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Affectionate Parody: F Ilm

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  • Singin' in the Rain, considered one of the all-time great film musicals was itself intended as an affectionate parody of the original big Hollywood musicals. Right down to there being an overblown fantasy sequence inside the overblown fantasy sequence.
  • This Is Spinal Tap is a fairly obvious example of this, it being a parody of the hard rock and Heavy Metal of the 70s and 80s. It's shown to be an affectionate parody by the sympathetic portrayal of the band towards the end of the film, and the fact that it references things that only fans of the genre could possibly get.
  • Christopher Guest, who played Nigel Tufnel in the movie This Is Spinal Tap, has gone on to make several mockumentaries of his own, such as as Best in Show and A Mighty Wind, all of which can be considered affectionate towards their (rather daft) characters.
  • Stephen Chow's All for the Winner was a parody of Chow Yun-Fat's God of Gamblers, but it was so well-received (by some reports even out-earning the original) it was tied into the series "officially" with two more sequels starring Chow and several other movies without him.
  • Galaxy Quest is an Affectionate Parody of Star Trek, especially Star Trek: The Original Series and its stars (though with some Star Trek: The Next Generation mixed in). Notable in that numerous Star Trek actors have publicly declared their love for the movie. And not just Wil Wheaton (who has always been snarky about being Wesley Crusher); even Patrick Stewart loved it. The Other Wiki has a list of some of the actor's reactions. It is sometimes described as the best Star Trek movie ever. William Shatner apparently loved it, too, even though he's the one the movie comes closest to actually being less-than-affectionate about. Of course, Shatner's developed a pretty good sense of self-deprecating humor about his past behavior.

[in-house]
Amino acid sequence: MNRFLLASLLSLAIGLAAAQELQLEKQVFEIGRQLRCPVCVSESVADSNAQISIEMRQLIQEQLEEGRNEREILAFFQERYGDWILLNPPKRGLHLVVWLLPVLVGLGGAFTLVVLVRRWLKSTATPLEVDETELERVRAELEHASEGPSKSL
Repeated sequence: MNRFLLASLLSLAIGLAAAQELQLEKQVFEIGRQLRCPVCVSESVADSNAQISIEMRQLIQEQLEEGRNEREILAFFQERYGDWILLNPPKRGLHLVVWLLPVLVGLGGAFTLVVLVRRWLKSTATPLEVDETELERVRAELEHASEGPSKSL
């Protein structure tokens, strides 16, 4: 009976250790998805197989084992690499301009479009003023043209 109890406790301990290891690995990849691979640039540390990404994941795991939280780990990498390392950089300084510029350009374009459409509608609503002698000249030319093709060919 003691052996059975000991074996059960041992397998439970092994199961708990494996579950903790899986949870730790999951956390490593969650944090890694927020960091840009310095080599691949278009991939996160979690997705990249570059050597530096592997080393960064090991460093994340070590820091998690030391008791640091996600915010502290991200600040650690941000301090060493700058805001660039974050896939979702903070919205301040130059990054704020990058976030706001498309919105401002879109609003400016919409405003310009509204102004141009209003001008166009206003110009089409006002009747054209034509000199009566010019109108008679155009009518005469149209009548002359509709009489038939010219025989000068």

• William Shatner did an Affectionate Parody of himself in a little appreciated moved called Free Enterprise.
  • Airplane! is an Affectionate Parody of disaster movies, especially the movie Zero Hour! (with which it shared entire lines of dialogue, such as "The life of everyone on board depends upon just one thing: finding someone back there who can not only fly this plane, but who didn't have fish for dinner"), and one of the best Deconstructions you'll ever see. It's now very, very hard to play the "disaster on a plane" trope straight— and impossible to watch Zero Hour or read the Arthur Hailey book Airplane is based on (it's from the guy who wrote Airport) without going into hysterics from visualizing all the jokes in Airplane!
  • The Naked Gun qualifies as Affectionate Spoof of police movies.
  • Spy Hard.
  • Mel Brooks is a Grand Master of this trope. He has made it clear that he only parodies movies and genres he likes. In fact Mel Brooks has said that he could never do a parody of, for instance, slasher flicks because he can only work with genres he respects.
    • Young Frankenstein is an Affectionate Parody of the 30's Universal Frankenstein movies. It is so well done in that style that it is possible to miss that it was a parody. Points to the director for recreating the way the films from back in the day were made; gigantic, multi-story sets (like the lab, that managed to all fit onto screen, with its huge staircase), extended takes done without cuts, as well as just the slow and deliberate way the actors move and talk.
    • Blazing Saddles is an affectionate parody of Westerns, so affectionate that the singer of the theme song, Frankie Laine, did not know it was a parody. They added the whip sounds into the music later.
    • Dracula: Dead and Loving It was an Affectionate Parody of past Dracula films.
    • Spaceballs parodied Star Wars and included what were very good special effects for the time. The care put into his movies makes them affectionate parodies instead of cheap spoofs.